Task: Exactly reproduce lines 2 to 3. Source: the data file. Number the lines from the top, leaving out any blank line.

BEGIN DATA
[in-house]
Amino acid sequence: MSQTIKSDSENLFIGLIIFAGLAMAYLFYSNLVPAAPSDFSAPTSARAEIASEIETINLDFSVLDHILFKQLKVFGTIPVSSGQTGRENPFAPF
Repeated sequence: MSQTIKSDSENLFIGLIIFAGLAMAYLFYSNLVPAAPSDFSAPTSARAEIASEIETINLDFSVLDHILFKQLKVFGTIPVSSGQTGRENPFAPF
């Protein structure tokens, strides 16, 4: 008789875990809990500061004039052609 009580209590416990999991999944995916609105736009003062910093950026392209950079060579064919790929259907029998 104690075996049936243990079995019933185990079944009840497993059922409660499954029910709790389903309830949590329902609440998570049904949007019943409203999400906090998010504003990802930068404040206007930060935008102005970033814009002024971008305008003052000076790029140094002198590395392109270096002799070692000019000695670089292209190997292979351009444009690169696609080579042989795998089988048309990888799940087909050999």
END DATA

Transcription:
Amino acid sequence: MSQTIKSDSENLFIGLIIFAGLAMAYLFYSNLVPAAPSDFSAPTSARAEIASEIETINLDFSVLDHILFKQLKVFGTIPVSSGQTGRENPFAPF
Repeated sequence: MSQTIKSDSENLFIGLIIFAGLAMAYLFYSNLVPAAPSDFSAPTSARAEIASEIETINLDFSVLDHILFKQLKVFGTIPVSSGQTGRENPFAPF